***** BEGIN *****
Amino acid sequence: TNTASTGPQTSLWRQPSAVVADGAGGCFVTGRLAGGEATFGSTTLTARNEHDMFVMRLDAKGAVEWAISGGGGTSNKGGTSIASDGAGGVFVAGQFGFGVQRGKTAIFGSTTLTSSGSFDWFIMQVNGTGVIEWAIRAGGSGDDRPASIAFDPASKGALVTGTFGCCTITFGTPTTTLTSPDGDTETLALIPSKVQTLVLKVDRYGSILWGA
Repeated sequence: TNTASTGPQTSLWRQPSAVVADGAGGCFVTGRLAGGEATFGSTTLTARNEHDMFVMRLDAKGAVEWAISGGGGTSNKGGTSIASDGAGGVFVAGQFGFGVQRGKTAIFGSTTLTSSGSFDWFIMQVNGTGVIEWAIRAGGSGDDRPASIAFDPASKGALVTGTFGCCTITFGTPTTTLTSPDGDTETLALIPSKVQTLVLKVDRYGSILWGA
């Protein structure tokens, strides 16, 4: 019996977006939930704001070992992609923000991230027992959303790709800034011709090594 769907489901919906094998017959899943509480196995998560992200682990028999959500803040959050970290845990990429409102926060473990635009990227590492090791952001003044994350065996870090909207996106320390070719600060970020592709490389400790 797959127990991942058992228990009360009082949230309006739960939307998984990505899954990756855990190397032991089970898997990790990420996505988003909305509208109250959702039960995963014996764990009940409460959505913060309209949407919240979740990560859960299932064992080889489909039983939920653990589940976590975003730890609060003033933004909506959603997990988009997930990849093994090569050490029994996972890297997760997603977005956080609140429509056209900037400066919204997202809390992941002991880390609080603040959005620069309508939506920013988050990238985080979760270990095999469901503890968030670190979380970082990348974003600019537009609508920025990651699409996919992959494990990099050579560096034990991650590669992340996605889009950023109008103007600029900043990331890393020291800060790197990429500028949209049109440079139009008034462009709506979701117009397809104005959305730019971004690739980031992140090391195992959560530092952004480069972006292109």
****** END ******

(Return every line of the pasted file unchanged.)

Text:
Amino acid sequence: TNTASTGPQTSLWRQPSAVVADGAGGCFVTGRLAGGEATFGSTTLTARNEHDMFVMRLDAKGAVEWAISGGGGTSNKGGTSIASDGAGGVFVAGQFGFGVQRGKTAIFGSTTLTSSGSFDWFIMQVNGTGVIEWAIRAGGSGDDRPASIAFDPASKGALVTGTFGCCTITFGTPTTTLTSPDGDTETLALIPSKVQTLVLKVDRYGSILWGA
Repeated sequence: TNTASTGPQTSLWRQPSAVVADGAGGCFVTGRLAGGEATFGSTTLTARNEHDMFVMRLDAKGAVEWAISGGGGTSNKGGTSIASDGAGGVFVAGQFGFGVQRGKTAIFGSTTLTSSGSFDWFIMQVNGTGVIEWAIRAGGSGDDRPASIAFDPASKGALVTGTFGCCTITFGTPTTTLTSPDGDTETLALIPSKVQTLVLKVDRYGSILWGA
């Protein structure tokens, strides 16, 4: 019996977006939930704001070992992609923000991230027992959303790709800034011709090594 769907489901919906094998017959899943509480196995998560992200682990028999959500803040959050970290845990990429409102926060473990635009990227590492090791952001003044994350065996870090909207996106320390070719600060970020592709490389400790 797959127990991942058992228990009360009082949230309006739960939307998984990505899954990756855990190397032991089970898997990790990420996505988003909305509208109250959702039960995963014996764990009940409460959505913060309209949407919240979740990560859960299932064992080889489909039983939920653990589940976590975003730890609060003033933004909506959603997990988009997930990849093994090569050490029994996972890297997760997603977005956080609140429509056209900037400066919204997202809390992941002991880390609080603040959005620069309508939506920013988050990238985080979760270990095999469901503890968030670190979380970082990348974003600019537009609508920025990651699409996919992959494990990099050579560096034990991650590669992340996605889009950023109008103007600029900043990331890393020291800060790197990429500028949209049109440079139009008034462009709506979701117009397809104005959305730019971004690739980031992140090391195992959560530092952004480069972006292109």